The 2008 version of the Georgia General Assembly seems hellbent on atoning for last year's historically long session.
In contrast to 2007, when lawmakers took off weeks at a time because of a snag in PeachCare funding, the legislature has been rolling through its 40-day schedule with few breaks.
As the session reached the halfway point last Wednesday, the House and Senate already had passed Georgia's first statewide water management plan.
Other major issues on the table this year - including tax reform, transportation funding and trauma care - were well into the legislative pipeline.
"We're pleased with the pace of the session," said House Majority Leader Jerry Keen, R-St. Simons Island. "We're moving the key bills to the floor."
But the breakneck speed with which lawmakers are disposing of vital issues is leaving some unhappy campers.
Legislators from outside of metro Atlanta complained when House and Senate leaders shoved the water plan through during the session's first week.
Although the Senate technically had to adopt the House version of the plan late last month before Gov. Sonny Perdue could sign it, the debate was essentially done by the time the session was five days old.
"That train was leaving the station before my ticket was even punched," said Sen. Preston Smith, R-Rome.
Smith and other lawmakers representing districts downstream of Atlanta say their concerns that the plan could turn into a water grab by the rapidly growing metro region got short shrift from legislative leaders intent on passing it quickly and getting it out of the way.
"We could have taken more time," Smith said. "There was a false sense that something had to be done in the first days of the (session)."
Senate Minority Leader Robert Brown, D-Macon, said the same sense of urgency is producing an unnecessarily slapped together tax reform measure.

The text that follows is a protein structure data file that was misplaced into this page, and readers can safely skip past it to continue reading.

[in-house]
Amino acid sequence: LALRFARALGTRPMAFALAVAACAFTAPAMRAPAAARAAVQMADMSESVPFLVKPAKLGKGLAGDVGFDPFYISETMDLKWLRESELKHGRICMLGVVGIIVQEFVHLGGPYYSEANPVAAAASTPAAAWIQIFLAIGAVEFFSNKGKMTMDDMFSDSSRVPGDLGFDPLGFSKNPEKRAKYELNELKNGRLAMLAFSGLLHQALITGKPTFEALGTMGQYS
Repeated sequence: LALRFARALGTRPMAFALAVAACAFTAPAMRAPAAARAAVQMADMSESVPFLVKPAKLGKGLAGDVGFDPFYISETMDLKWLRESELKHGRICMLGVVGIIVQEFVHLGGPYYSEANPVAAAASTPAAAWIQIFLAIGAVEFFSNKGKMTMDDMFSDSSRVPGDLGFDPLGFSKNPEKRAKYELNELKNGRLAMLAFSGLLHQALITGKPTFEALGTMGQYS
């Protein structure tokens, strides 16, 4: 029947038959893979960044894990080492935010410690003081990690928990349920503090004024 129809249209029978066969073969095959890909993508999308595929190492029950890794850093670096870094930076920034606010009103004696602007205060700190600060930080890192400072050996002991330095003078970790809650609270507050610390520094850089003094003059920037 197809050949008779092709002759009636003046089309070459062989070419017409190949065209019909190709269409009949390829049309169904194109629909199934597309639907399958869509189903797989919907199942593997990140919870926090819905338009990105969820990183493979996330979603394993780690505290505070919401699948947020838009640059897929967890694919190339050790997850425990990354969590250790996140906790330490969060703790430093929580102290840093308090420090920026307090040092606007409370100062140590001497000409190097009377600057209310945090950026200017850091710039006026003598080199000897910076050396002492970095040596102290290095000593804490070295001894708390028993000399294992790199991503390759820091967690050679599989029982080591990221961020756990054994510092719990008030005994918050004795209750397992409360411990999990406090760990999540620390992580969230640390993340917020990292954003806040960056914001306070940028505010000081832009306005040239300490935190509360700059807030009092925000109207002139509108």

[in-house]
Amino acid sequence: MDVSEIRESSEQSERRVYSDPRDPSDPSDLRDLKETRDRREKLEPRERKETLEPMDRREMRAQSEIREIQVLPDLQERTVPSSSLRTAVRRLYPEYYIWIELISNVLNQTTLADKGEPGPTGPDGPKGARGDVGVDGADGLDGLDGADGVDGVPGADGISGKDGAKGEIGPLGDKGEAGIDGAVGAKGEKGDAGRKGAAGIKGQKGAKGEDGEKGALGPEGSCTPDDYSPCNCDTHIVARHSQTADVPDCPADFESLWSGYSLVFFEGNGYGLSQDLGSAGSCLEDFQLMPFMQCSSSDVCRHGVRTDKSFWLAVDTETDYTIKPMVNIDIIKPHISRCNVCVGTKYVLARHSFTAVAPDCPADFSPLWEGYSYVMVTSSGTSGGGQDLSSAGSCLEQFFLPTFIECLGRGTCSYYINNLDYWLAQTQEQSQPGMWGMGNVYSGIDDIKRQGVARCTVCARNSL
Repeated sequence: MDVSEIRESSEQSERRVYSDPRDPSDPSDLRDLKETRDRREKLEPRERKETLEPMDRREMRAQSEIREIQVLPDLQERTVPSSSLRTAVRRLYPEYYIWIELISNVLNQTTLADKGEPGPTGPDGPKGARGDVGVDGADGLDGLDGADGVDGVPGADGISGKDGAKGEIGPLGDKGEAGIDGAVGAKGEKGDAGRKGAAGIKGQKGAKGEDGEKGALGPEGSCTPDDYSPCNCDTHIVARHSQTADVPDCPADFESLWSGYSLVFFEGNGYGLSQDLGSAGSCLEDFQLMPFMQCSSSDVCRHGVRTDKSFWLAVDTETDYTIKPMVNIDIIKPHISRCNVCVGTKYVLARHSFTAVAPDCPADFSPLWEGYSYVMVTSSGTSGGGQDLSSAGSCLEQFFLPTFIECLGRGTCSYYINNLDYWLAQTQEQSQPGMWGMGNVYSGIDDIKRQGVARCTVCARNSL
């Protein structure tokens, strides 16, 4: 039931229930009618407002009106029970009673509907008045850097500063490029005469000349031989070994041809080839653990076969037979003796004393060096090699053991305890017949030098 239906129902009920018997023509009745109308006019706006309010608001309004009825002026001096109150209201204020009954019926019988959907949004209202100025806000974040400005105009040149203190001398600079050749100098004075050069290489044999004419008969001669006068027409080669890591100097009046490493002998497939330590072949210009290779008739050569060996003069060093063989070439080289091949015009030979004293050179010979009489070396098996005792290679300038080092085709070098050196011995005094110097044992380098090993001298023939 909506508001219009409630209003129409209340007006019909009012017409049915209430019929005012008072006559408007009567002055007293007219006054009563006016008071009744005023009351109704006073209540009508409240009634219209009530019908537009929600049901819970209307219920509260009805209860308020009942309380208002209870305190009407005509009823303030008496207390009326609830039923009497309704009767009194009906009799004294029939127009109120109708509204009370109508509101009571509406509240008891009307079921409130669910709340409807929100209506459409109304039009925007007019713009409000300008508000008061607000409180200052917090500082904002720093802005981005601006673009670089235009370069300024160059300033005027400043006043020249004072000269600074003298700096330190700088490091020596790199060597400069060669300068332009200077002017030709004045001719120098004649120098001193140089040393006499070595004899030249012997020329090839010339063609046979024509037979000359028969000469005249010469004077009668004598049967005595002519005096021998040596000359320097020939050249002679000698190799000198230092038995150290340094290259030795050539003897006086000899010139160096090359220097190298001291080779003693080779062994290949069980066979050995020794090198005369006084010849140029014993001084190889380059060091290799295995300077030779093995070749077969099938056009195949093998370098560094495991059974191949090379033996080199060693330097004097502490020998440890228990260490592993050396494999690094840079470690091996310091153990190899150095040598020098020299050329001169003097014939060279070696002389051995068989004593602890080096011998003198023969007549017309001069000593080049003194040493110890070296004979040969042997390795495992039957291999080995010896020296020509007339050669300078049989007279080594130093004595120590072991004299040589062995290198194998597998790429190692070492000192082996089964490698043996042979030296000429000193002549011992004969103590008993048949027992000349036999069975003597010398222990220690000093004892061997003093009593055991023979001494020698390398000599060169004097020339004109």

He said House Speaker Glenn Richardson's rush to get his plan to abolish school property taxes through the General Assembly in time for Georgians to vote on it this fall could leave some glaring shortcomings.
For one thing, Brown questions whether the tax cuts Richardson, R-Hiram, envisions in what he once touted as a revenue neutral bill would leave state government without enough money to provide vital services.
"I'm afraid we'll end up with a bill with unintended consequences," Brown said.
But House Ways and Means Committee Chairman Larry O'Neal, R-Bonaire, said he has never seen legislation more "vetted" than the speaker's plan.
O'Neal's committee approved the plan overwhelmingly last week. It's expected to hit the House floor this week.
The high-profile issue that drew the most widespread support during the session's first half was a proposal to create a statewide trauma care network.
About $53 million the governor requested in the mid-year budget to jump start the initiative has received smooth sailing.
"There seems to be little disagreement that we want to put significant resources into trauma care," said Senate President Pro Tempore Eric Johnson, R-Savannah.
But as the session rolls into the second half, two sticky issues are threatening to slow the pace, including education funding.
The House and Senate are grappling over whether to go along with Perdue's recommendation to rein in the growth of the state's equalization formula by $30.7 million.
The House has voted to put the money back, while the Senate wants to postpone the debate until the legislature takes up the 2009 budget.
The stakes are high for 16 suburban school districts that would get less equalization funding if the governor gets his way. More than half of the funds would go to Gwinnett County Public Schools, Georgia's largest school district.
Still to come is a battle over transportation funding.
The Senate already has passed and the full House is about to take up competing proposals to raise sales taxes, subject to voter approval, and dedicate the additional revenue to highway and transit improvements.
Both are constitutional amendments, so they need two-thirds majorities in both chambers.
Standing in the way are conservative anti-tax Republicans and Democrats.
"We certainly are not in favor of creating any new taxes," Brown said.
In fact, House Democrats are expected to introduce legislation this week to raise more money for transportation with existing taxes. The proposal would take the portion of the state gasoline tax that now goes into the general fund and dedicate it to needed transportation projects.
The down side is it wouldn't raise nearly as much revenue as the two sales tax proposals.
But that doesn't discourage Brown.
"It may be less," he said. "But it also suggests we're going to have to do a better job managing what we have and target it better."
Dave Williams can be reached at firstname.lastname@example.org.